Ontario’s reliance on coal—for about 25 percent of generation—was less severe than that of many other areas. (In the U.S., coal still accounts for about 35 percent of generation.) That’s because Ontario had a long-standing, huge, built-in base of two sources of emission-free, nonintermittent power: nuclear and hydro. In 2003, these two sources accounted for a majority of electricity production in Ontario. So a major campaign in Ontario’s war on coal was boosting the output of existing noncoal facilities. Ontario Power Generation owns two huge nuclear plants with a combined capacity of 6,600 megawatts. Since 2003, Bruce Power, which operates a massive nuclear plant near Lake Huron, has refurbished and placed back into service two of its units. Today, Bruce Power’s eight units make it the “world’s largest operating nuclear site” with a capacity of about 6,300 megawatts.
Ontario also has a huge amount of hydro resources. The Sir Adam Beck plant, which harnesses the power of the water tumbling over Niagara Falls, was upgraded in 2005. In 2013, a giant tunnel that funnels even more water to the plant was completed. To the north, several expansions of the Lower Mattagami River complex, a partnership between Ontario Power and the Moose Cree First Nation, will add up to 440 megawatts of hydro capacity when it is completed next year, essentially doubling that region’s power output.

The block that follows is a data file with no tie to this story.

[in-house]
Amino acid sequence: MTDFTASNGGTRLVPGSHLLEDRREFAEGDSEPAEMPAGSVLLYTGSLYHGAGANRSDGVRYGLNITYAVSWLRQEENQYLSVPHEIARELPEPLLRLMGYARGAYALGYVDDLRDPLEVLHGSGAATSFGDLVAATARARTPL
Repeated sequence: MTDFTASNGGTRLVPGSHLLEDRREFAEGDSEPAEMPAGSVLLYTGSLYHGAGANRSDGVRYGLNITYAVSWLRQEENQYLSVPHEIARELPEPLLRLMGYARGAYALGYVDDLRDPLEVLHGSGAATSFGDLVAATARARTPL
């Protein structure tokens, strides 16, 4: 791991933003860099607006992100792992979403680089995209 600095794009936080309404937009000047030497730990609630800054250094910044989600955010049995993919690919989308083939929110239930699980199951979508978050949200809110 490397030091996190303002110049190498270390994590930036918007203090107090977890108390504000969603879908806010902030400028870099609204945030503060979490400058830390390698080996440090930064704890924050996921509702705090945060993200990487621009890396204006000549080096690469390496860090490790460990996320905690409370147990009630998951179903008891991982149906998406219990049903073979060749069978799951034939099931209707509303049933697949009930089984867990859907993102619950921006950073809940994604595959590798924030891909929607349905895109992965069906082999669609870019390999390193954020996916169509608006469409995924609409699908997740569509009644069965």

By 2013, nuclear (56 percent) and hydro (22 percent) accounted for a total of 78 percent of Ontario’s electricity production. These emissions-free sources are actually quite cheap compared with coal. Bruce Power says the average cost of the power it produces is only 5.8 (Canadian) cents per kilowatt-hour.
Renewables, which are often sold as a way to displace fossil fuels, have played a smaller role. For the last several years, Ontario has maintained feed-in tariffs, which guarantee producers of renewable energy a fixed price. From essentially zero, wind and solar have risen in 10 years to account for 3 percent and 1 percent of Ontario’s electricity production in 2013, respectively. And rather than mothball the 51-year-old Thunder Bay plant, Ontario is planning to convert it so it can run on wood pellets, which are regarded as a renewable resource.